(4 min read)
Two years ago, Nicki Affonso-McMorrow relocated from San Francisco to Austin, Texas, to join Dell as a member of the Supply Chain Development Program. Today, she works as an Innovation Senior Analyst. A member of the strategy and innovation team, which formed about three years ago, she completed her ExperienceInnovation certification last August and has been “popping in” wherever design thinking support is needed across global operations. Nicki shared with us her experiences sparking innovation in some of the more traditional corners of “the world’s largest startup.”
Name: Nicki Affonso-McMorrow
Home: Austin, Texas
Number of Experiences: 120 ExperienceInnovation experiences...and counting!
Tell us a little bit about your role at Dell and what you’ve been working on.
I’m a member of the strategy and innovation team, and our role is to create a culture of innovation within global operations. It can be challenging at times, because supply chain and manufacturing are very traditional. So, our goal is to look at how do we take the innovative spark that’s in our product and our marketing and get it into our supply chain?
My specific role has been to facilitate what we call “innovation engagements” with different teams across global operations—logistics, facilities, sales operations, basically anyone and everyone who wants some help from us. In addition to leading them through the design thinking process, we’ve used ExperienceInnovation as one of our core pieces of curriculum across the whole organization, so the majority of global operations has been through it.
I recently took my cohort, in the supply chain development program in global operations, through the training and led them through a design thinking project to address a problem. They really loved it, and they have become evangelists of the methodology to help build the culture of innovation.
What does a day in your life look like?
Every day is different, but when it comes to my work with design thinking, a lot of it is popping in at different instances of the design thinking process and providing support depending on what the group needs. That may involve helping to get the brainstorming started, teaching a class or helping a stakeholder prep to lead their own portion of the design thinking process. I also facilitate full-on innovation engagements, where I’ll lead a team through the entire process.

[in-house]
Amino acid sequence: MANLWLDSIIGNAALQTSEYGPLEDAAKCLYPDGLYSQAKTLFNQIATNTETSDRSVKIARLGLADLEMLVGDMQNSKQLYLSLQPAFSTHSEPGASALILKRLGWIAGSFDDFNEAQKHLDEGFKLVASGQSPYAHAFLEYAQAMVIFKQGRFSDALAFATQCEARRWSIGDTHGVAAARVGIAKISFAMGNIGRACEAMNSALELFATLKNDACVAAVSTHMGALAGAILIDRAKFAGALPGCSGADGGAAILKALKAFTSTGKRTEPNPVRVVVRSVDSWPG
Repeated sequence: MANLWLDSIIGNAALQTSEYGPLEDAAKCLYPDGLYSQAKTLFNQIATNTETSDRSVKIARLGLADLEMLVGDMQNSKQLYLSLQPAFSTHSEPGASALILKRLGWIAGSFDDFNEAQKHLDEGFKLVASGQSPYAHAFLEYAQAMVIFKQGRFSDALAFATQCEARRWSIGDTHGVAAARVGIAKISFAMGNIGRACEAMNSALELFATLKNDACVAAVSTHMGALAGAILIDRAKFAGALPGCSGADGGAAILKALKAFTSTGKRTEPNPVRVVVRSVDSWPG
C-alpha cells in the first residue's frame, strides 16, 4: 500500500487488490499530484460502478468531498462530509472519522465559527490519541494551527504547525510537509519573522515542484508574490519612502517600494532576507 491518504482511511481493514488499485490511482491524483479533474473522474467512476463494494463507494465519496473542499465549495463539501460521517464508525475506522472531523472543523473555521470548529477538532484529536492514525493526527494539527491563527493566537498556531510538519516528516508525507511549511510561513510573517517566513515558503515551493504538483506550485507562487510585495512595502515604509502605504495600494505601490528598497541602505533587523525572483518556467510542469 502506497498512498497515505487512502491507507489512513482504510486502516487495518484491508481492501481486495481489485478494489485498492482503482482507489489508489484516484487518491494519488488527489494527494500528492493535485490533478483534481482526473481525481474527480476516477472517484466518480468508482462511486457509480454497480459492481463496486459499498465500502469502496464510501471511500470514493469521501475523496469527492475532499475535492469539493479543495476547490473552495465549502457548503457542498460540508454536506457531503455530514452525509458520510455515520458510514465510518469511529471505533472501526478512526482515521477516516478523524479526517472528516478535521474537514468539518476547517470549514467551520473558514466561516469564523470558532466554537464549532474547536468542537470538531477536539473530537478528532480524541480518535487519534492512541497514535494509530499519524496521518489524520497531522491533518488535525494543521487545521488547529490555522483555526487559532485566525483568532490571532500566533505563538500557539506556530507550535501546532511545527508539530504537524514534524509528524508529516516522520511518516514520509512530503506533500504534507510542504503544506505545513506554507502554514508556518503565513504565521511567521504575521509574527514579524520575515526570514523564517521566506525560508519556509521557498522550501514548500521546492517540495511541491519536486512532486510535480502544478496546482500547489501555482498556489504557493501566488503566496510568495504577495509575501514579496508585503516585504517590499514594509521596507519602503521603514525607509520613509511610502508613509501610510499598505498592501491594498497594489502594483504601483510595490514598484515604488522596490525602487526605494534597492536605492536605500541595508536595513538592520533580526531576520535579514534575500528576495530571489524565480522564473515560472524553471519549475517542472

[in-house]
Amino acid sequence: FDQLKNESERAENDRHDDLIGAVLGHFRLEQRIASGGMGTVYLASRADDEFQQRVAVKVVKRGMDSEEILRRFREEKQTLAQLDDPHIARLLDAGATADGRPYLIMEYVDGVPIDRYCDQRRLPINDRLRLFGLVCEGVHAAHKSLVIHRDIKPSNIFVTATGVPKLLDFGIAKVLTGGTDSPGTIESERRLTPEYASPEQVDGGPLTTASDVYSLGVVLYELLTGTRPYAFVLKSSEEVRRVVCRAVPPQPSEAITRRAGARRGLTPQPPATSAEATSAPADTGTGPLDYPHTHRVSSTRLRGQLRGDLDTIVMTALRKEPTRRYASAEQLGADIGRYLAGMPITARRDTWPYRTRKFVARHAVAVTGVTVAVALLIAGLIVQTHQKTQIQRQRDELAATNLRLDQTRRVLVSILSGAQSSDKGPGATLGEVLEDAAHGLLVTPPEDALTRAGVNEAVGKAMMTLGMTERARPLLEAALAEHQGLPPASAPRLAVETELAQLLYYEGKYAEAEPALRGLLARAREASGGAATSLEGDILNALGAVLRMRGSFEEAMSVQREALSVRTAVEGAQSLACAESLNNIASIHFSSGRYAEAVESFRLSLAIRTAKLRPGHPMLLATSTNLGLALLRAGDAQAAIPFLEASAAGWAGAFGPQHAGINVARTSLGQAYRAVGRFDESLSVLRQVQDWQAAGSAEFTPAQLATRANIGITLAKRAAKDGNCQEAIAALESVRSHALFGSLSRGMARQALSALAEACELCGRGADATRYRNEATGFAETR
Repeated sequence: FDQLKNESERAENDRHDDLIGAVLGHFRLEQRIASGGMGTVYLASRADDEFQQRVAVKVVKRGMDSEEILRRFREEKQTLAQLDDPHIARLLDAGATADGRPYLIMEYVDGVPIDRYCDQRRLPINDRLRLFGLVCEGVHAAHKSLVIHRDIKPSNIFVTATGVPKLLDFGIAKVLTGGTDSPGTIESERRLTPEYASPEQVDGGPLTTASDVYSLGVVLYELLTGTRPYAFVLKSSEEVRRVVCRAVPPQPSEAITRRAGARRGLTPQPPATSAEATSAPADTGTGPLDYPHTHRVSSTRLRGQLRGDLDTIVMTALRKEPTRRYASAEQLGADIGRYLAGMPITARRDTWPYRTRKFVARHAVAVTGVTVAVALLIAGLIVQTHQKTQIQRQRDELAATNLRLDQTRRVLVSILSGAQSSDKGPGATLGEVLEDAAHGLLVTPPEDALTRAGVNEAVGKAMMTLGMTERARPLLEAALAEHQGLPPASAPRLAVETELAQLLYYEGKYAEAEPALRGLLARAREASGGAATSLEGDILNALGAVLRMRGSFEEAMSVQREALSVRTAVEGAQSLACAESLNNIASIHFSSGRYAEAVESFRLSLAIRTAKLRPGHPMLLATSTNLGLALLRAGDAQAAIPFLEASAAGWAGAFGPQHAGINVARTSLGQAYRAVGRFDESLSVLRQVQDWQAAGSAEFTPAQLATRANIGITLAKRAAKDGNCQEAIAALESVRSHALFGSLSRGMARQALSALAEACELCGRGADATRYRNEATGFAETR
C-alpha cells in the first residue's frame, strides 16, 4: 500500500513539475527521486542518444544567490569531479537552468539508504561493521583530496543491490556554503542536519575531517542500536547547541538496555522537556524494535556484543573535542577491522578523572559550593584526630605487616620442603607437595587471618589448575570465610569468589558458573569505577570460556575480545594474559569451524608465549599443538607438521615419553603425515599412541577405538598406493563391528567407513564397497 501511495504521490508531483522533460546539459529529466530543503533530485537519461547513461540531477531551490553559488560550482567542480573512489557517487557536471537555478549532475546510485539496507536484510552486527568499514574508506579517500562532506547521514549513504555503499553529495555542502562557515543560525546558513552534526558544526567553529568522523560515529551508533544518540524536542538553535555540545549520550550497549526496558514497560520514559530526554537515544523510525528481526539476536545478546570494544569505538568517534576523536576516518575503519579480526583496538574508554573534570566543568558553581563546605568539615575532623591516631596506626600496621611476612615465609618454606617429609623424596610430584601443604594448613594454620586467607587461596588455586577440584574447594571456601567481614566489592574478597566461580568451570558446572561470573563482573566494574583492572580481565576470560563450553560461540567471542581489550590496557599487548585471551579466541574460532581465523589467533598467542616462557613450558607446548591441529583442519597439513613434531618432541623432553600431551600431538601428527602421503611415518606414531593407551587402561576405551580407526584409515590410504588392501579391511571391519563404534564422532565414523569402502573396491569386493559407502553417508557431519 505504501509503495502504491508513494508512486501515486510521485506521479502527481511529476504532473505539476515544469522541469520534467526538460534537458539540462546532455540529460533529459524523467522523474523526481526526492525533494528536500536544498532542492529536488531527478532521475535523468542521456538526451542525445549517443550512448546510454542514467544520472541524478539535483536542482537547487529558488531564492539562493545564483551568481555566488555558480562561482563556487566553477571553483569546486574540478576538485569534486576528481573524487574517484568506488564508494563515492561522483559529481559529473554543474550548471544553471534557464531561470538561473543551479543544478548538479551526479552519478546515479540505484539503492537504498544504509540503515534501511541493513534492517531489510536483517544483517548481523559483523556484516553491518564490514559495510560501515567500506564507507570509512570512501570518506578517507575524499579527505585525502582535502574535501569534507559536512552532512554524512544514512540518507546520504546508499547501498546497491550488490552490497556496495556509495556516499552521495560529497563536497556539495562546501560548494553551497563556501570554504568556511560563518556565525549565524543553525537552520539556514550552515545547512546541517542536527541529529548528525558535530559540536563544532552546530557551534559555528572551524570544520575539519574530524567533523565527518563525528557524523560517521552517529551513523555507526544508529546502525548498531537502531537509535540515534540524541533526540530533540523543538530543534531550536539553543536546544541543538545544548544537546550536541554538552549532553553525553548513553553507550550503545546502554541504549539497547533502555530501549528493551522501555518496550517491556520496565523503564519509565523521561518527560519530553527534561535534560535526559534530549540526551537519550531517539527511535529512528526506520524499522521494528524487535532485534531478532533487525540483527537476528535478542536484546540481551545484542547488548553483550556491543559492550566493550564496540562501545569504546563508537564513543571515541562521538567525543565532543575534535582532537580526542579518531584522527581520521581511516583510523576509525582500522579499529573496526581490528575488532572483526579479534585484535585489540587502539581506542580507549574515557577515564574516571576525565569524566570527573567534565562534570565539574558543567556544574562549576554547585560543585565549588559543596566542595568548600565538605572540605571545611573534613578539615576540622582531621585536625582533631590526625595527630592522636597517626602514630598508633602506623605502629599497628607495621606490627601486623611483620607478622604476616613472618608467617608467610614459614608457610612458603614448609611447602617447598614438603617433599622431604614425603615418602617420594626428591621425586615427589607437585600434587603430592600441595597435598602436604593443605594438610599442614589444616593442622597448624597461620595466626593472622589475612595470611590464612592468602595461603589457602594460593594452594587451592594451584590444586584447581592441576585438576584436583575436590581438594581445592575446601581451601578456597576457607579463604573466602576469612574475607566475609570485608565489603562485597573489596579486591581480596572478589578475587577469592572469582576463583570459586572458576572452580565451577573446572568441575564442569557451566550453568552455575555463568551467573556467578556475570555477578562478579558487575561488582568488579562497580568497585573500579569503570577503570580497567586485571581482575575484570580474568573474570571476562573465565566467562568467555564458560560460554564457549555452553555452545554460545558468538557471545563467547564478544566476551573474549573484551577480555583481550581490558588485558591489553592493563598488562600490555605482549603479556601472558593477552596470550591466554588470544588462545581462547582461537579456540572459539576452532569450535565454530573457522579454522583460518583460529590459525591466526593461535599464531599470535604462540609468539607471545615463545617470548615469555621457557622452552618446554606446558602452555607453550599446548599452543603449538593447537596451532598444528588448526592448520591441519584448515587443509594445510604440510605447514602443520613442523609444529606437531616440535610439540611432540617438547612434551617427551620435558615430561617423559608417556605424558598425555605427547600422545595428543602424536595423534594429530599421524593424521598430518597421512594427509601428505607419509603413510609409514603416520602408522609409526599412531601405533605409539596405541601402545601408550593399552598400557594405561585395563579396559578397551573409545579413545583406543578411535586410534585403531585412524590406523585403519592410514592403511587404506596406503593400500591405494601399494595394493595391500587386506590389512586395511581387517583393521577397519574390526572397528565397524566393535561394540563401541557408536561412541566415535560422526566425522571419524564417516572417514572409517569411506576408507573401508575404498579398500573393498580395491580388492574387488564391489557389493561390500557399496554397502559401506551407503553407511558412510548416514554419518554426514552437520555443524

What do you love most about your role and being a facilitator?
It’s so interesting when you’re teaching someone who’s more traditional in their thinking, and at first, they’re almost an opponent of the process or they don’t think it’s worth their time. But then there comes a moment in the class where they realize how intuitive the methodology is. You can see the spark go off, even if they sometimes try to hide it! Seeing people arrive at their understanding of the methodology—in whatever way makes sense of them—is really cool.
From your vantage point as an in-house facilitator, do you get to see how the results play out six or eight months down the road?
If it’s an innovation engagement, I’ll typically get a report outlining the results. From the classes, though, it’s become such a key part of our culture at Dell that you’ll see people bringing up the principles even in meetings. Sometimes it’s obvious—someone gets out a pack of Post-its and markers—and sometimes you’ll just notice it in subtler ways, like people saying, “Before we do that, let’s talk to some people who are involved in the process.”
If we could peer into your facilitation bag, what might we find?
Our whole team shares a facilitation box, and I’m pretty sure it’s the original because it’s kind of dilapidated! It’s a hodgepodge of Post-it® notes, markers, pens, scissors, tape, glue sticks and other random things we’ve collected. What’s funny is you think you don’t need some of these things, and then you’re in a class and suddenly you realize, hey, glue stick comes in handy!
What are you most proud of?
I’m really proud to be working at Dell. Our slogan is “powering the possible,” and I love the idea that we’re creating things that allow people to do whatever it is they want to do—start a company to support their families, learn something through technology, whatever it is. On top of that, I get to work on a team that’s helping create a culture where trying new things and thinking in new ways is okay. I’m proud of my work and my team’s work in giving people that confidence and that ability to look at the world differently. We’re in a part of the company that’s helping our co-workers do well in their jobs, and hopefully, the things we’re teaching them will help make their jobs easier, too.
How might we use design thinking as a powerful tool for change? Learn the four ways that can help!
Your free PDF download includes our Guide to Design Thinking as a Powerful Tool for Change. Download your copy today!